|In a market where life has revolved around deep rooted community values, joint families, and social customs and taboos (women, for example, are not allowed to wear trousers), marketers realize that the traditional routes of market entry and brand building employed in urban India are often not feasible. As Adi Godrej, Chairman of the Godrej Group, says, “The challenge [for brands] is to understand the [psyche] of the rural consumer, create better distribution, and [appreciate] the heterogeneity.”In recent times, rural India has witnessed a wave of change. Dinesh Malhotra, general manager of Linterland (rural arm of Lintas), points out, “With media exposure and increasing literacy levels, people in rural India are now demanding a better lifestyle.” The educated “rural yuppie” (males in the 15-34 age group) is moving out to work in nearby towns and cities, and sending money home to his family. This has created an indirect increase in disposable incomes and a surge in demand for consumer goods. The rural youth are slowly evolving as “opinion leaders” in influencing brand and product decisions in a market that was swayed by village elders for centuries.When building a brand in rural India, word-of-mouth is a huge motivator. Focused brand-building initiatives—like participation at community events such as “melas” (village fairs), “haats” (markets), street theater, van campaigns, and puppet shows—generate positive word-of-mouth and influence buying decisions.Cholayil Ltd., a purveyor of the herbal soap “Medimix,” campaigned in mobile vans to promote its brand. “We run a van campaign which visits the interior villages where there are no distributors. We halt the van at specific points [where village folks congregate and watch videos shown on these vans] and give out product samples.” However, contrary to claims of Medimix’s success, Malhotra believes that “van campaigns can be very expensive. [Alternatively, promoting one’s brand] in large congregation points like village markets and fairs has a far wider reach, and is more cost effective.”
Direct media promotions have helped build knowledge of product categories and change long-entrenched living habits. Colgate-Palmolive, a leading oral hygiene product manufacturer, entered the rural market at a time when “Neem” twigs (the Neem tree has herbal properties) and non-dentifrice products like ash, charcoal, or salt were the norm for brushing teeth (in fact in some rural pockets, this tradition still continues). In 2001, Colgate-Palmolive launched “Operation Jagruti” to educate villagers about oral hygiene and its benefits vis-à-vis traditional products like “Neem.” Through product trials and free samples, the company was able to generate awareness in this new market. On a similar note, CK Ranganathan, managing director of Cavin Kare, notes, “When we entered the rural areas in South India, people used to wash their hair with soap. When we launched the ‘Chik’ brand of shampoo we educated the people on how to use it through live ‘touch and feel’ demonstrations and also distributed free sachets at fairs. This strategy worked wonders in the rural areas of Tamil Nadu and Andhra Pradesh—two important states in India.”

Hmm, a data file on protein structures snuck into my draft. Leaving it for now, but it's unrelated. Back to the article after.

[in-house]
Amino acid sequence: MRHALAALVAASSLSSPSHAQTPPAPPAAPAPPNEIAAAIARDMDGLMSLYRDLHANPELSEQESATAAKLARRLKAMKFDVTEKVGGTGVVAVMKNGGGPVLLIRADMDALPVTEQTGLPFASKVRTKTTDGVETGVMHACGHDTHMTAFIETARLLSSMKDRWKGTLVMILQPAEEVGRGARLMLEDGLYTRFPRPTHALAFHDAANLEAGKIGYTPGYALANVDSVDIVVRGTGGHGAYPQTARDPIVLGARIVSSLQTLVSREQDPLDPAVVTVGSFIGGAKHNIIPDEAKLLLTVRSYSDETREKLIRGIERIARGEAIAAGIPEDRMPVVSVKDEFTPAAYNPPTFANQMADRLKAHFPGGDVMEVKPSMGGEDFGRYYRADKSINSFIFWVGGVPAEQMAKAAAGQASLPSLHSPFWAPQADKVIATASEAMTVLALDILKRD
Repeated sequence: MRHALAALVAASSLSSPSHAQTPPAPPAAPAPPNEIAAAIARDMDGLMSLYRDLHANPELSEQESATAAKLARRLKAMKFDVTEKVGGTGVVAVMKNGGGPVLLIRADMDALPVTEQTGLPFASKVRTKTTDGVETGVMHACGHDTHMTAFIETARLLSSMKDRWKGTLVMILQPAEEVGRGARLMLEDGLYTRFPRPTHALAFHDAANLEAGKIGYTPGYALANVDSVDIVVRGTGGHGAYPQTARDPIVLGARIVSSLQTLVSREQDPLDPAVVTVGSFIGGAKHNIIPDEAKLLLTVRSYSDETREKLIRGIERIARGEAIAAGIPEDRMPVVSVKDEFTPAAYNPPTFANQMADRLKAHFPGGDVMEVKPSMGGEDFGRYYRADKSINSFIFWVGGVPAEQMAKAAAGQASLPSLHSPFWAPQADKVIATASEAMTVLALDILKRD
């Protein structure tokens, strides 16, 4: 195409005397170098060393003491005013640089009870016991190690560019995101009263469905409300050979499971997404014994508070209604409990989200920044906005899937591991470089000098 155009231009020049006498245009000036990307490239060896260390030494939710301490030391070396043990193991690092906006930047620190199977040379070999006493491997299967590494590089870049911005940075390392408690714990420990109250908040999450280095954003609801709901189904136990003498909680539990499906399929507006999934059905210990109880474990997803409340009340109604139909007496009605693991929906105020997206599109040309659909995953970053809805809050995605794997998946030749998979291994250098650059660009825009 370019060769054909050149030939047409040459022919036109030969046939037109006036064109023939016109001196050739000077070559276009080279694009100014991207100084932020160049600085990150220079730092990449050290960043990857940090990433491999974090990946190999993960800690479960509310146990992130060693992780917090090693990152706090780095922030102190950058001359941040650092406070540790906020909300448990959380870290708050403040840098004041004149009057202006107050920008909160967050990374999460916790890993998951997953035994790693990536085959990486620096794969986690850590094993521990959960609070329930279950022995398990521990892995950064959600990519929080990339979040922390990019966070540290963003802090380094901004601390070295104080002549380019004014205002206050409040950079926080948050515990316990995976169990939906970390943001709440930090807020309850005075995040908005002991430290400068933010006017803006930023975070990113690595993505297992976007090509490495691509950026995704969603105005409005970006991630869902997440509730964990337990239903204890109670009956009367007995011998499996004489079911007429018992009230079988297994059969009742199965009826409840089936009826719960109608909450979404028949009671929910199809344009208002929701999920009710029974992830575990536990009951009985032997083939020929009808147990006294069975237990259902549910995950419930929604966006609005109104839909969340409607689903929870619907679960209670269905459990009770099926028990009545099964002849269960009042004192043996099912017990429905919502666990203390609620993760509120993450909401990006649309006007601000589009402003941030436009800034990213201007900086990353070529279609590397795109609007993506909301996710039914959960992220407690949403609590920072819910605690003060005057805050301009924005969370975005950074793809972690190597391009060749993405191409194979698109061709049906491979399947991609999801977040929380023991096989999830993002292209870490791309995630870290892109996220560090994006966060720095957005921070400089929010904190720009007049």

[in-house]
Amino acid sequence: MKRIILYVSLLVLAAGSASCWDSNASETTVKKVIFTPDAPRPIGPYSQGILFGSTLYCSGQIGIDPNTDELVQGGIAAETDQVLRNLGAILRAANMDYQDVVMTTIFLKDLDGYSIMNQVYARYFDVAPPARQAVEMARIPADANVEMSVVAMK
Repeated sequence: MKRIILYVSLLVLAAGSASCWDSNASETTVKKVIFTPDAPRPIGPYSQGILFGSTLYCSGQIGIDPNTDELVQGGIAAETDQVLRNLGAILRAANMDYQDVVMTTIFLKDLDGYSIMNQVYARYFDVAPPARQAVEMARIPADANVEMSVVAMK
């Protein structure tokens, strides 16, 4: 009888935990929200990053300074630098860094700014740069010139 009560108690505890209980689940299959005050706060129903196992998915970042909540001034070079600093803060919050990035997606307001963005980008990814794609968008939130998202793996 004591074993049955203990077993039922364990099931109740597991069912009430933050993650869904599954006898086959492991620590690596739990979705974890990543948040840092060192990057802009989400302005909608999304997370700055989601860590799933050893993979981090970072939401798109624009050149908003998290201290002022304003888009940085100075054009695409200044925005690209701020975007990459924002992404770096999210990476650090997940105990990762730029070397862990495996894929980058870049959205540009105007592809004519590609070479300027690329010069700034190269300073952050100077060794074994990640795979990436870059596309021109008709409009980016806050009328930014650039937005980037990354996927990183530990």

Colgate and Cavin Kare have shown that communication is key when it comes to building brands in rural markets. As R. V. Rajan, managing director of the Anugrah Advertising Agency, adds, “To communicate effectively, it is important to understand the fears, aspirations, and hopes of the rural consumer.” Not to mention the traditions and stereotypes that have governed their lives for centuries.